I think I have a more conservative view than most on this one.
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Re: Courtesy when passing

Postby Apple » Sun Mar 31, 2013 7:25 am

That’s my biggest fear. That’s why I ride solo, Some riders are so inconsiderate, they sneak up behind and when they pass, you can feel their body heat so close. I hate it. Just say “rider on the right” and what is worse is when they come up and try and over take on the left when one is already over taking on the right. I always say rider on your right. I don’t over take on the left. As that is the direction you would ride in when being overtaken. The thing is, many cyclists don’t know there are rules to riding that is also why I have stopped riding in organised fun rides. I look behind me but not every 2 min, just when I need to change lanes or change direction, I also look when I can hear a car, but sometimes you cant hear a bike which is sitting on your wheel. Just say you are there.
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Wheel sucking

Postby Nobody » Sun Mar 31, 2013 9:40 am

This is a wheel sucking issue more than a passing one.

If I find a wheel sucker, I usually slow down a bit and wave them to pass. If you slow down, you take away the advantage they are getting. The only other option is to drop them on the next hill.

A way to prevent it happening is rather than just pass normally, wait behind them (a couple of metres of more behind) and recover a bit. Then when fresh again sprint past them with a convincing overtake. That way they are less likely to wheel suck as it will take more effort on their part to catch your wheel. Sure this will cut into your average time, but I think it makes it safer for both of you.
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Re: Courtesy when passing

Postby RonK » Sun Mar 31, 2013 10:31 am

Let me get this right - the other guy was half-wheeling, but you crashed?
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Re: Courtesy when passing

Postby mick243 » Sun Mar 31, 2013 12:13 pm

I really dont see the point at shouting at another rider as you go past..... if you are passing close enough to warrant a warning, you are passing in an unsafe manner.


whan driving, do you shout at the other driver, or do you leave enough room to pass safeley?
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Re: Courtesy when passing

Postby Apple » Sun Mar 31, 2013 12:42 pm

mick243 wrote:I really dont see the point at shouting at another rider as you go past..... if you are passing close enough to warrant a warning, you are passing in an unsafe manner.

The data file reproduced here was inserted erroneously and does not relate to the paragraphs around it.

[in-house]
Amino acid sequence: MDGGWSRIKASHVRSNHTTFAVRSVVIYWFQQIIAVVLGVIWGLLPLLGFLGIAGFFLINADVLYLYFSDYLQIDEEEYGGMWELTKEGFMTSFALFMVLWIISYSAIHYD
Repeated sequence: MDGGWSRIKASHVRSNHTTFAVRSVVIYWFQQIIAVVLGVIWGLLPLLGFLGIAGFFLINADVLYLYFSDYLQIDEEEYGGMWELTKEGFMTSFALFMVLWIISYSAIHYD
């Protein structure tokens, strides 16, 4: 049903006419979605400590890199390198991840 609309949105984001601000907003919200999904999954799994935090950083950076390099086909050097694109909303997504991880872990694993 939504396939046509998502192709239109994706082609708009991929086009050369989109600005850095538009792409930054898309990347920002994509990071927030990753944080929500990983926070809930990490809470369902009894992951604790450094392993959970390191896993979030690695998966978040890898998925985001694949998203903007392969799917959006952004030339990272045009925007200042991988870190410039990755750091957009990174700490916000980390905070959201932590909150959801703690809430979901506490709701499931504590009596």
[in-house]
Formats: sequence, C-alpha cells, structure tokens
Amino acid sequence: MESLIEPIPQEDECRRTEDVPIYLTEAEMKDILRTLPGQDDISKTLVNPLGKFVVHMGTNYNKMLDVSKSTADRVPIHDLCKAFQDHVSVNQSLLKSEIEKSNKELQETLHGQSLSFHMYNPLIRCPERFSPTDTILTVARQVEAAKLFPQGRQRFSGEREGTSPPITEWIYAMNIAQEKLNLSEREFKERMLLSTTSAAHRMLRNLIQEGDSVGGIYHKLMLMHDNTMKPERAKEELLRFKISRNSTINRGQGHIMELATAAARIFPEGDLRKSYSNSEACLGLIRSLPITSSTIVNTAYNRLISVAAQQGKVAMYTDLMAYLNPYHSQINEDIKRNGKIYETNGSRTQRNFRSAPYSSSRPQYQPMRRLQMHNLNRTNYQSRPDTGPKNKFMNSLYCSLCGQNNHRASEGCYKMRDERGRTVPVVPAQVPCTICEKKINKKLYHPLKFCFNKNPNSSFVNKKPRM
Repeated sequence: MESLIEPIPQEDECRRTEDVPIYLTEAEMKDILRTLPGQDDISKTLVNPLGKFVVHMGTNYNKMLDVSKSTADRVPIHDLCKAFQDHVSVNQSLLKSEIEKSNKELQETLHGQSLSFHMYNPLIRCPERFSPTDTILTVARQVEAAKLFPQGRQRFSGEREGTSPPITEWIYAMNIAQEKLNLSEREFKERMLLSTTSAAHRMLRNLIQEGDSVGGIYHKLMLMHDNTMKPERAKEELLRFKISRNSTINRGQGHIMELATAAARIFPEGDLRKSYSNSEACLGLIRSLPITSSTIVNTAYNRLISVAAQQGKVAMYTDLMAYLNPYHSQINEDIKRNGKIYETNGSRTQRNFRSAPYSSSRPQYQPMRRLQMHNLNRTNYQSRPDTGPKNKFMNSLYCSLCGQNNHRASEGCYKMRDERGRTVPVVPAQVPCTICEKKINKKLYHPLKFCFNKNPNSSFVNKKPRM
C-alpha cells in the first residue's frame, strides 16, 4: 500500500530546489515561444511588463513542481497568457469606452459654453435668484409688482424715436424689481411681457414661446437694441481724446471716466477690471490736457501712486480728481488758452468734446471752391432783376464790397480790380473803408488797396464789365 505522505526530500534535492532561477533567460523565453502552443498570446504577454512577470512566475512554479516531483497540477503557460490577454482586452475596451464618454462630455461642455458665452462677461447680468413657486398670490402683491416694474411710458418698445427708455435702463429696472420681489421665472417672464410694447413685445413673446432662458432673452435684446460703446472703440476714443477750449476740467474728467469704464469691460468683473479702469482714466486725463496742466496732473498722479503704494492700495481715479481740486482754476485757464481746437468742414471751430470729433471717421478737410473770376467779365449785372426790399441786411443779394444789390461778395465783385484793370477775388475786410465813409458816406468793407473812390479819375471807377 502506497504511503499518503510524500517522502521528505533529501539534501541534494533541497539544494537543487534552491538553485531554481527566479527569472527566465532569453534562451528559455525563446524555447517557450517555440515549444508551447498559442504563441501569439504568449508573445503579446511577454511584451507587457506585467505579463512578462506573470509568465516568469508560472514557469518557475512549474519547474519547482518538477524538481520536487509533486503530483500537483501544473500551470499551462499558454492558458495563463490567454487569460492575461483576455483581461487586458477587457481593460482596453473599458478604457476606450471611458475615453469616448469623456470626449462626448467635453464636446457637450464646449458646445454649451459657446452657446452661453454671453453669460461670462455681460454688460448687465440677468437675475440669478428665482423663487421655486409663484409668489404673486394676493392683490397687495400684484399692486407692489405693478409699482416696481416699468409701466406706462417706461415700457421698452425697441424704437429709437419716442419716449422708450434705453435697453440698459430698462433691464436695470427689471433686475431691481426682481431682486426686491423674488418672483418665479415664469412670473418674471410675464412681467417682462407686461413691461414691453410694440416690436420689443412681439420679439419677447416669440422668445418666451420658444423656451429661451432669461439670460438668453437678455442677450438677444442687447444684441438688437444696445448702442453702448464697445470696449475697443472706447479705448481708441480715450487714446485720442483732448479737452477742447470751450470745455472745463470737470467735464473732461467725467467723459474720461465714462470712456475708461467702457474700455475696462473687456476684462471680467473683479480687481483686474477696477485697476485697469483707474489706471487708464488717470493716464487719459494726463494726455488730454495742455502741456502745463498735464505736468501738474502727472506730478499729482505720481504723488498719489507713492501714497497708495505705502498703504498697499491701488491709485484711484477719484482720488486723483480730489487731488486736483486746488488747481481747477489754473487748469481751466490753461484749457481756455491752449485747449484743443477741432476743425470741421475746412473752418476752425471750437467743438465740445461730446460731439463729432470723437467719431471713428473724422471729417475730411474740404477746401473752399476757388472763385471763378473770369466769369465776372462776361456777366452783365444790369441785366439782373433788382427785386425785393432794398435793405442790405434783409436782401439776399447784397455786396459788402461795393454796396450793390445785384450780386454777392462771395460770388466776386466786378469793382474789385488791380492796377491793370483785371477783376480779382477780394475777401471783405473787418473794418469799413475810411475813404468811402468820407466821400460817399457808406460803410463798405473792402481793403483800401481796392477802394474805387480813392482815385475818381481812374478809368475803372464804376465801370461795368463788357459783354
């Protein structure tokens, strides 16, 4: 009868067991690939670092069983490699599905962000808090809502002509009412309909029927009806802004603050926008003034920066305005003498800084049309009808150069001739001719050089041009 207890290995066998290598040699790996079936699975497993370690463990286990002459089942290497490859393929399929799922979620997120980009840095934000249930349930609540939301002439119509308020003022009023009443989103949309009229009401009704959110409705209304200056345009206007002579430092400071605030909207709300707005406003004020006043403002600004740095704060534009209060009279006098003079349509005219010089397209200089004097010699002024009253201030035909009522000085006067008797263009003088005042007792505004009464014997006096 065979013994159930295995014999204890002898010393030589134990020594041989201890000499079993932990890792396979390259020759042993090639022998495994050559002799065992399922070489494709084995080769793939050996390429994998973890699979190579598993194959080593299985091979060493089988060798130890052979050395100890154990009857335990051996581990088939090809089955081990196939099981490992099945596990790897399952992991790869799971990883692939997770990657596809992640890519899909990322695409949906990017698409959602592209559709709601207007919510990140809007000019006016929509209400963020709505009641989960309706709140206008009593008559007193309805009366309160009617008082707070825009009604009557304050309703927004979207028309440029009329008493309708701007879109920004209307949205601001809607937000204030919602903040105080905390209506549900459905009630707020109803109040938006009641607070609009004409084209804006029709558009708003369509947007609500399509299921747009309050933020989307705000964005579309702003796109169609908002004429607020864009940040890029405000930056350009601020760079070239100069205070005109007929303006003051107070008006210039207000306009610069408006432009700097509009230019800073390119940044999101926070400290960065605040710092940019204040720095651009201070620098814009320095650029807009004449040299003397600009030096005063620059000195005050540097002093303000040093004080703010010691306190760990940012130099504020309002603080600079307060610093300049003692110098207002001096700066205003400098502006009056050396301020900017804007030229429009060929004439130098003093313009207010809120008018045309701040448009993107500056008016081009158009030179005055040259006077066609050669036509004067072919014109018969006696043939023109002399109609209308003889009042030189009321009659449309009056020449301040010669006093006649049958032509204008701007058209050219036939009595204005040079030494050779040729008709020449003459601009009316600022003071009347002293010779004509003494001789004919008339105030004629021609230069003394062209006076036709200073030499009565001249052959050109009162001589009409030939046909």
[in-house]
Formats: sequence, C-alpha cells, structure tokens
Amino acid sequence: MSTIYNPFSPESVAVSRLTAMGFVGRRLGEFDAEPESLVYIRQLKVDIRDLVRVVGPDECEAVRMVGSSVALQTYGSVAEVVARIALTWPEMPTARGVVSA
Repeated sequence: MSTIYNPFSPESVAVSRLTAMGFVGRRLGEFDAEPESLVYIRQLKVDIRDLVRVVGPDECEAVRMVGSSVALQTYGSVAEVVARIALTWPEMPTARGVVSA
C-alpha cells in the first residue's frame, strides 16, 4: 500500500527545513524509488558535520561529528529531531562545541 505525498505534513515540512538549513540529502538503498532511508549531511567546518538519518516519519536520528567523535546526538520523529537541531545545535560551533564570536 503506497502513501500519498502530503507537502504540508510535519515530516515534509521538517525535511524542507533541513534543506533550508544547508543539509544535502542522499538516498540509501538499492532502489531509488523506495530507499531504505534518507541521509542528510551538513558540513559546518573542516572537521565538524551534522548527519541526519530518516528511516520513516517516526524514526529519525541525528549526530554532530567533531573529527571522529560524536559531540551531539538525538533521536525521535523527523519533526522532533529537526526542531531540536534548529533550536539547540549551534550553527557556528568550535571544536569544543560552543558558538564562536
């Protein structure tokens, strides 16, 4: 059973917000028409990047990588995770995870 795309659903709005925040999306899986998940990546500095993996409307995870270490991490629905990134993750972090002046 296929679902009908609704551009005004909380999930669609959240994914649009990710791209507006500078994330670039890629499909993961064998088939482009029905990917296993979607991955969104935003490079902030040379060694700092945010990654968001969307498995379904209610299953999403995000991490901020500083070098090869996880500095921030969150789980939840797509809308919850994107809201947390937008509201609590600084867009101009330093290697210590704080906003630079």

you have answered it "Passing close enough to warrant a warning" No need to get so close, it is only a few that would do it, but it is extremely scary, How do they know I am going to hold my line so evenly for the next 20 meters. There could be a stick or something and I need to move slightly and if someone is right there coming up fast and way to close BOOM, just leave some room.
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Re: Courtesy when passing

Postby high_tea » Sun Mar 31, 2013 4:01 pm

Apple wrote:
mick243 wrote:I really dont see the point at shouting at another rider as you go past..... if you are passing close enough to warrant a warning, you are passing in an unsafe manner.




you have answered it "Passing close enough to warrant a warning" No need to get so close, it is only a few that would do it, but it is extremely scary, How do they know I am going to hold my line so evenly for the next 20 meters. There could be a stick or something and I need to move slightly and if someone is right there coming up fast and way to close BOOM, just leave some room.


+1
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Re: Courtesy when passing

Postby RonK » Sun Mar 31, 2013 6:08 pm

Apple wrote:
mick243 wrote:I really dont see the point at shouting at another rider as you go past..... if you are passing close enough to warrant a warning, you are passing in an unsafe manner.

you have answered it "Passing close enough to warrant a warning"

Which then begs the question - how close is too close?

Seems to me that if the second rider was half-wheeling as the OP has stated, and there was contact then only he would fall.